Tobacco: A Cultural History of How an Exotic Plant Seduced Civilization

Open Road + Grove/Atlantic
2
Free sample

“A rich, complex history . . . Deeply engaging and witty” (Los Angeles Times).
 
Long before Columbus arrived in the New Word, tobacco was cultivated and enjoyed by the indigenous inhabitants of the Americas, who used it for medicinal, religious, and social purposes. But when Europeans began to colonize the American continents, it became something else entirely—a cultural touchstone of pleasure and success, and a coveted commodity that would transform the world economy forever.
 
Iain Gately’s Tobacco tells the epic story of an unusual plant and its unique relationship with the history of humanity, from its obscure ancient beginnings, through its rise to global prominence, to its current embattled state today. In a lively narrative, Gately makes the case for the tobacco trade being the driving force behind the growth of the American colonies, the foundation of Dutch trading empire, the underpinning cause of the African slave trade, and the financial basis for victory in the American Revolution. Well-researched and wide-ranging, Tobacco is a vivid and provocative look at the surprising roles this plant has played in the culture of the world.
 
“Ambitious . . . informative and perceptive . . . Gately is an amusing writer, which is a blessing.” —The Washington Post
 
“Documents the resourcefulness with which human beings of every class, religion, race, and continent have pursued the lethal leaf.” —The New York Times Book Review
 
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About the author

Iain Gately is the author of the novel The Assessor.
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3.5
2 total
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Additional Information

Publisher
Open Road + Grove/Atlantic
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Published on
Dec 1, 2007
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Pages
416
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ISBN
9780802198488
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Language
English
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Genres
History / United States / Colonial Period (1600-1775)
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Content Protection
This content is DRM protected.
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Available on Android devices
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From the author of 1491—the best-selling study of the pre-Columbian Americas—a deeply engaging new history of the most momentous biological event since the death of the dinosaurs.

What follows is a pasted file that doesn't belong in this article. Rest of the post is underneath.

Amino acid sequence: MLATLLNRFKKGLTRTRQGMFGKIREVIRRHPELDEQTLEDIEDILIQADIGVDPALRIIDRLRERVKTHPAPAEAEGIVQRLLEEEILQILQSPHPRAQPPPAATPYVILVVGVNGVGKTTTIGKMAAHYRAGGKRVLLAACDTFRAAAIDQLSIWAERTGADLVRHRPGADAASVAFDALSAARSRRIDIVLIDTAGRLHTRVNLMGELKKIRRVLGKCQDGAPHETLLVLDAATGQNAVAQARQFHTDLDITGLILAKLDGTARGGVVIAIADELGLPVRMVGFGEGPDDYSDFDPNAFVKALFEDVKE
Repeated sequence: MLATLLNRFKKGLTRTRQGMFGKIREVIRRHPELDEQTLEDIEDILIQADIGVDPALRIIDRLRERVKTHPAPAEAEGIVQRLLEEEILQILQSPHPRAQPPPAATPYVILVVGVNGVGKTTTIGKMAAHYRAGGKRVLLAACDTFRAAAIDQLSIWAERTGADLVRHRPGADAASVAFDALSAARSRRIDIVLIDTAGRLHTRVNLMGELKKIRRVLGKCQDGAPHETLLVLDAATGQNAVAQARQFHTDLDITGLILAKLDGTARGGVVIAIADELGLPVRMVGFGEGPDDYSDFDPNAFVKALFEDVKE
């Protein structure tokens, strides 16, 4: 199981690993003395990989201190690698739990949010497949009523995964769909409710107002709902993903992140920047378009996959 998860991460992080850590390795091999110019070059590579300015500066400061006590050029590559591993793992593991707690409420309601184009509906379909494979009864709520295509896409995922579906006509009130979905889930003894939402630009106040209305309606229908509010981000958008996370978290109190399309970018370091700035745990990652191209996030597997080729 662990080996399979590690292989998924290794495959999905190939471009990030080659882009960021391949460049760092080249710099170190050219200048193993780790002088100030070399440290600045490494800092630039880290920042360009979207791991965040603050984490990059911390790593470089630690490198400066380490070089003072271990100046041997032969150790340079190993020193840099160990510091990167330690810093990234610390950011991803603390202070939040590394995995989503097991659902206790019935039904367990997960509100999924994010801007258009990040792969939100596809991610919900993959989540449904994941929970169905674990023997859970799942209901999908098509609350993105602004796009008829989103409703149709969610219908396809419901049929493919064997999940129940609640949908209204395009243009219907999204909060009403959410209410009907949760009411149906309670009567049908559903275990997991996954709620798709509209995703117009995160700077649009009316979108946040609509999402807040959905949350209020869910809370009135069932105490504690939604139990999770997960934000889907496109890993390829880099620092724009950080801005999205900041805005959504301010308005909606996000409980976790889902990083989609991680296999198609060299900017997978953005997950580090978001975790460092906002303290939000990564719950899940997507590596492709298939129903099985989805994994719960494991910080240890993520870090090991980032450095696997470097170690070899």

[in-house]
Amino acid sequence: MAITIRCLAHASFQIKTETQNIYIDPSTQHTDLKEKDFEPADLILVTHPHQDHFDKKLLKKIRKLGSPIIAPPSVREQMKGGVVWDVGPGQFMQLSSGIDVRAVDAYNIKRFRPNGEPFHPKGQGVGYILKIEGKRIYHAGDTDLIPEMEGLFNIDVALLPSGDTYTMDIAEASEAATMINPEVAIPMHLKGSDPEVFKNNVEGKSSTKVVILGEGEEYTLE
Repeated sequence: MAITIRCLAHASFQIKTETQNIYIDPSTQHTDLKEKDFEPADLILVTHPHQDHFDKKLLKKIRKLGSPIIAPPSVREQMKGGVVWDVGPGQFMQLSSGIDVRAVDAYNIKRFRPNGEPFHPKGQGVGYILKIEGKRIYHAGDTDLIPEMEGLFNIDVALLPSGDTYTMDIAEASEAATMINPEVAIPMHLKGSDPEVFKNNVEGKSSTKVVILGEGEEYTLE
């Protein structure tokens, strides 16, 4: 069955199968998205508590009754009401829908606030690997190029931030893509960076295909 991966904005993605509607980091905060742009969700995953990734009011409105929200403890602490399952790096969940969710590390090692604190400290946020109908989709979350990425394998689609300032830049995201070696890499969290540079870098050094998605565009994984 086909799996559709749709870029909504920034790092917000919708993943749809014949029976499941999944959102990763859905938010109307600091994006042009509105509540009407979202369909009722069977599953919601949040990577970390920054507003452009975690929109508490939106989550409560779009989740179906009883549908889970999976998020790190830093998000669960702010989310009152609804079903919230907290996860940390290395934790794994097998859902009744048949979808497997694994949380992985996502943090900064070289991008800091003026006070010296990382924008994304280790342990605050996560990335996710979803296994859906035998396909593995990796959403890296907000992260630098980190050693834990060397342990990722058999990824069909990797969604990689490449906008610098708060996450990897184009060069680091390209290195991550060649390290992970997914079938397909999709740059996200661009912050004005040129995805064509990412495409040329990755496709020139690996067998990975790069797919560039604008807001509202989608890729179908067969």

More than 200 million years ago, geological forces split apart the continents. Isolated from each other, the two halves of the world developed radically different suites of plants and animals. When Christopher Columbus set foot in the Americas, he ended that separation at a stroke. Driven by the economic goal of establishing trade with China, he accidentally set off an ecological convulsion as European vessels carried thousands of species to new homes across the oceans.

The Columbian Exchange, as researchers call it, is the reason there are tomatoes in Italy, oranges in Florida, chocolates in Switzerland, and chili peppers in Thailand. More important, creatures the colonists knew nothing about hitched along for the ride. Earthworms, mosquitoes, and cockroaches; honeybees, dandelions, and African grasses; bacteria, fungi, and viruses; rats of every description—all of them rushed like eager tourists into lands that had never seen their like before, changing lives and landscapes across the planet.

Eight decades after Columbus, a Spaniard named Legazpi succeeded where Columbus had failed. He sailed west to establish continual trade with China, then the richest, most powerful country in the world. In Manila, a city Legazpi founded, silver from the Americas, mined by African and Indian slaves, was sold to Asians in return for silk for Europeans. It was the first time that goods and people from every corner of the globe were connected in a single worldwide exchange. Much as Columbus created a new world biologically, Legazpi and the Spanish empire he served created a new world economically.

As Charles C. Mann shows, the Columbian Exchange underlies much of subsequent human history. Presenting the latest research by ecologists, anthropologists, archaeologists, and historians, Mann shows how the creation of this worldwide network of ecological and economic exchange fostered the rise of Europe, devastated imperial China, convulsed Africa, and for two centuries made Mexico City—where Asia, Europe, and the new frontier of the Americas dynamically interacted—the center of the world. In such encounters, he uncovers the germ of today’s fiercest political disputes, from immigration to trade policy to culture wars.

In 1493, Charles Mann gives us an eye-opening scientific interpretation of our past, unequaled in its authority and fascination.
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